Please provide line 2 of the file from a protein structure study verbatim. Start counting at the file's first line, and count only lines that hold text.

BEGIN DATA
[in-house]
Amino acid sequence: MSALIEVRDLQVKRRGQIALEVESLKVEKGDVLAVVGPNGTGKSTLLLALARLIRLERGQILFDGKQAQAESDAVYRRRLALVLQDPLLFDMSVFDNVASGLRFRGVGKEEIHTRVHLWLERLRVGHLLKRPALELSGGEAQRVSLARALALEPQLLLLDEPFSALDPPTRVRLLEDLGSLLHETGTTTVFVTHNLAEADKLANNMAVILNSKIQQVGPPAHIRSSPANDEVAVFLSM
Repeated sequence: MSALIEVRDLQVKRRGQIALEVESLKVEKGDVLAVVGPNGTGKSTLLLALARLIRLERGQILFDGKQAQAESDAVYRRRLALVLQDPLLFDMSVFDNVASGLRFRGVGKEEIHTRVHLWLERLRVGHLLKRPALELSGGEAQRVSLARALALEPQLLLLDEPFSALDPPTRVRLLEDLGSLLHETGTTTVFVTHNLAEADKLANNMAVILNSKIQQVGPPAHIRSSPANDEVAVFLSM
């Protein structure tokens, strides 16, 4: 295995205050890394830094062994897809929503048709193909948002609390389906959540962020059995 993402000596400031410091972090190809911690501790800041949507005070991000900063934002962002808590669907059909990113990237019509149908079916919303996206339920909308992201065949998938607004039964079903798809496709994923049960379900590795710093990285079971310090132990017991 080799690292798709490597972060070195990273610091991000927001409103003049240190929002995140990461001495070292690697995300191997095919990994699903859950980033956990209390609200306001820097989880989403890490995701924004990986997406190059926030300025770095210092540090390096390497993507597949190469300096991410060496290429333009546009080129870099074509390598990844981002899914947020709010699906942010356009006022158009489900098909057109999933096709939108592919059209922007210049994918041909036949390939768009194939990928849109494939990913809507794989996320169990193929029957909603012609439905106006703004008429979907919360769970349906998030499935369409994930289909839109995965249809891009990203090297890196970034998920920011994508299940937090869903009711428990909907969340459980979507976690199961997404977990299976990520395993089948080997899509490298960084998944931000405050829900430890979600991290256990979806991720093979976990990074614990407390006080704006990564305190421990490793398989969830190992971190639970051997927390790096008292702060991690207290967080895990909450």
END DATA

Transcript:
Amino acid sequence: MSALIEVRDLQVKRRGQIALEVESLKVEKGDVLAVVGPNGTGKSTLLLALARLIRLERGQILFDGKQAQAESDAVYRRRLALVLQDPLLFDMSVFDNVASGLRFRGVGKEEIHTRVHLWLERLRVGHLLKRPALELSGGEAQRVSLARALALEPQLLLLDEPFSALDPPTRVRLLEDLGSLLHETGTTTVFVTHNLAEADKLANNMAVILNSKIQQVGPPAHIRSSPANDEVAVFLSM